In conventional modern white-wine production, the grapes are crushed and the skins, which contain pigments and tannins, are removed quickly. Leaving the skins, seeds and stems to macerate with the juice, the way red wine is made, produces white wines that are no longer white and that are tannic.

The long maceration is crucial, the Radikons believe. Along with tannins and pigments, it extracts antioxidants and other substances that protect the wines for the long haul. After the maceration, the wines are aged in the big barrels for a prolonged period before they are released.

“We keep them in the cellar for six years,” Sasa Radikon told me by email, “so we are quite sure they are stable for the future.”

Many in the conventional wine world reassure themselves that their modern methods are correct by imagining all natural winemakers as hippies who are winging it. But the Radikons and others were able to achieve success only through endless experimentation and introspection, which involves admitting mistakes and learning from them. They had to rid themselves of many assumptions and preconceptions.

Stanko Radikon told me of a great lesson he had learned: “I know not to know anything.” His goal, he told me, was not solely commercial success. That, he said, he had achieved with the sort of wines he no longer made. Instead, he sought “a maximum expression of nature.”

To me, his wines were more than that. They were maximum expressions of culture, too. They were not made to be admired, or to be dissected intellectually. They were emotional wines, made to delight and to be shared among family and friends.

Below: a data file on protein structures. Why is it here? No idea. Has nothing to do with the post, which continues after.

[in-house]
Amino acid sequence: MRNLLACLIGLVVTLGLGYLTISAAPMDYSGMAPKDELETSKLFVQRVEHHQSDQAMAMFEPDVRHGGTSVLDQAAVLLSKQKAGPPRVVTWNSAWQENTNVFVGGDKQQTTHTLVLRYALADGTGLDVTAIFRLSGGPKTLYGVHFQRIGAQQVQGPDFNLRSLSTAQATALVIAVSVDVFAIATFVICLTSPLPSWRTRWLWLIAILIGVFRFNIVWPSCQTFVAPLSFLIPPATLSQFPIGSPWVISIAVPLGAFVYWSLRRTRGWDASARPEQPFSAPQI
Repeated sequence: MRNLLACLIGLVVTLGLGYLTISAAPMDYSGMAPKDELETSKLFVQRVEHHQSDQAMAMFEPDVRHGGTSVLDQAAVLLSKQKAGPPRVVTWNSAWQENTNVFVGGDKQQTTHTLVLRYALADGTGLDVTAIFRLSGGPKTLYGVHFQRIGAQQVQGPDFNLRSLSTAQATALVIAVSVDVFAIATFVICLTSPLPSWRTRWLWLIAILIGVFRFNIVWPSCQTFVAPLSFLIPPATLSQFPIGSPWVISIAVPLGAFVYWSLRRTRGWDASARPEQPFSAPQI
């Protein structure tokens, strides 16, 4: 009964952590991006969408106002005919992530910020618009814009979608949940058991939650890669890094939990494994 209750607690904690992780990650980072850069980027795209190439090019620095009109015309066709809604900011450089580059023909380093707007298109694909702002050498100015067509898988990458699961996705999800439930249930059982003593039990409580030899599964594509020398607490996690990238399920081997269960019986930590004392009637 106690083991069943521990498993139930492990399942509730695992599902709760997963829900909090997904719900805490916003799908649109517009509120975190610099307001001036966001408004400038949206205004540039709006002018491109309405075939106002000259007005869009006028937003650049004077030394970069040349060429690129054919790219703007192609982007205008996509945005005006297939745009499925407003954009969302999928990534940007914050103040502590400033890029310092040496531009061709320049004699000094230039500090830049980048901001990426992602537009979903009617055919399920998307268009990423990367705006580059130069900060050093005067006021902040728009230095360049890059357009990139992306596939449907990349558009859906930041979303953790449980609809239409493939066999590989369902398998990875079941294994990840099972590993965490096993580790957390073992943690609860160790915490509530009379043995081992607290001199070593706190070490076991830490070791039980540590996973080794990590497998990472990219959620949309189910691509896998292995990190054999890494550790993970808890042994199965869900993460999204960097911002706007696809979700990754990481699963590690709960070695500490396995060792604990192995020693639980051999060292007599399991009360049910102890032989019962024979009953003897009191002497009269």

And they expressed the independence and joy of the people of this region, the profoundly human element that is sometimes forgotten in discussions of terroir.

“It’s not enough to be biodynamic or organic,” Mr. Radikon said back in 2005. “Wine has to be a pleasure to drink.”

Mr. Radikon’s imagination was not restricted to the wine production. He rethought the bottle, too, deciding that the conventional 750 milliliters was not the right size for his unsulfured wines. For two people who may like to share a white and a red with dinner, he reasoned, 500 milliliters was a much better size, so his unsulfured wines are available as half-liters or liters. Wait and wait again. To reach the balance and the stability, for a wine, it takes time, it takes years of aging in the barrels and fining in bottles.

He also decided that the neck of the conventional bottle was too wide. He narrowed it to 15 millimeters from 17.5, so the cork would be more compressed, and microscopically less air could pass through.

Does it make a difference? I don’t know, but as I’ve said, I’ve never had a bad bottle.

In the last decade, skin-macerated whites, often called orange wines, became somewhat fashionable. Very few eliminated sulfur dioxide, and not many were made with the care of a Radikon or a Gravner. Inevitably, their trendiness invited a backlash.

“It takes producers who are dedicated to getting it right,” said Bobby Stuckey, an owner of Frasca Food and Wine in Boulder, Colo., a restaurant that was inspired by the food and wine of Friuli-Venezia Giulia. “When you have producers who don’t really know what they are doing, that’s a problem.”

In recent years, Sasa Radikon, who will carry on his father’s work at the estate, wanted to have something more immediate to sell. He began the “S” line of Radikons, wines made just like the others, with the same amount of skin maceration, but aged only one year rather than the full six.

Because of the shorter aging, they receive a small dose of sulfur dioxide just before they’re put into the usual 750-milliliter bottles. They are delicious introductions to the Radikon style. Both the half-liter Radikons (2008 is the current vintage) and the “S” line bottles (2013 is current) sell for around $40 a bottle, not at all expensive for such labor-intensive wines.

If you are inclined, try a bottle and cross the border into a territory both new and old. And raise a glass to Stanko while you’re there.